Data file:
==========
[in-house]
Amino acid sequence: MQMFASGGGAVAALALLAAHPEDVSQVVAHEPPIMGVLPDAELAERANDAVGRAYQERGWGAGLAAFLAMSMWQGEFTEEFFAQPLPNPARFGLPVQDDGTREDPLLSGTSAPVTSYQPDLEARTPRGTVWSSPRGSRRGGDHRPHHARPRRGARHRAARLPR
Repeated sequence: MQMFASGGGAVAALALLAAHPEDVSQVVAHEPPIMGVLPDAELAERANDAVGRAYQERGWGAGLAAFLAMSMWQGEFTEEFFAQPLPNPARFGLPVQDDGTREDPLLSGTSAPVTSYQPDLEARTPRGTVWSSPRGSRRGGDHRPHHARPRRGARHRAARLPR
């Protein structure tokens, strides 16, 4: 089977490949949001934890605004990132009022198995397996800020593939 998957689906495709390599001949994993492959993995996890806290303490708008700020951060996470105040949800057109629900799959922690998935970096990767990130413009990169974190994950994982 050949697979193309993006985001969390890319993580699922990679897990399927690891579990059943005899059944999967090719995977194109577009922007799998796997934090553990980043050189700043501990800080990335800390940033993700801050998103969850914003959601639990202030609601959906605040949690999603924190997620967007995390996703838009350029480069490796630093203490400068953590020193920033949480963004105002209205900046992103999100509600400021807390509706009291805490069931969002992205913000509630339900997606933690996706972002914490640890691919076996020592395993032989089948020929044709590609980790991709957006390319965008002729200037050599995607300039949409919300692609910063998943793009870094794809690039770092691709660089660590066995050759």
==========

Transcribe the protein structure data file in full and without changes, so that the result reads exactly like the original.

[in-house]
Amino acid sequence: MQMFASGGGAVAALALLAAHPEDVSQVVAHEPPIMGVLPDAELAERANDAVGRAYQERGWGAGLAAFLAMSMWQGEFTEEFFAQPLPNPARFGLPVQDDGTREDPLLSGTSAPVTSYQPDLEARTPRGTVWSSPRGSRRGGDHRPHHARPRRGARHRAARLPR
Repeated sequence: MQMFASGGGAVAALALLAAHPEDVSQVVAHEPPIMGVLPDAELAERANDAVGRAYQERGWGAGLAAFLAMSMWQGEFTEEFFAQPLPNPARFGLPVQDDGTREDPLLSGTSAPVTSYQPDLEARTPRGTVWSSPRGSRRGGDHRPHHARPRRGARHRAARLPR
């Protein structure tokens, strides 16, 4: 089977490949949001934890605004990132009022198995397996800020593939 998957689906495709390599001949994993492959993995996890806290303490708008700020951060996470105040949800057109629900799959922690998935970096990767990130413009990169974190994950994982 050949697979193309993006985001969390890319993580699922990679897990399927690891579990059943005899059944999967090719995977194109577009922007799998796997934090553990980043050189700043501990800080990335800390940033993700801050998103969850914003959601639990202030609601959906605040949690999603924190997620967007995390996703838009350029480069490796630093203490400068953590020193920033949480963004105002209205900046992103999100509600400021807390509706009291805490069931969002992205913000509630339900997606933690996706972002914490640890691919076996020592395993032989089948020929044709590609980790991709957006390319965008002729200037050599995607300039949409919300692609910063998943793009870094794809690039770092691709660089660590066995050759």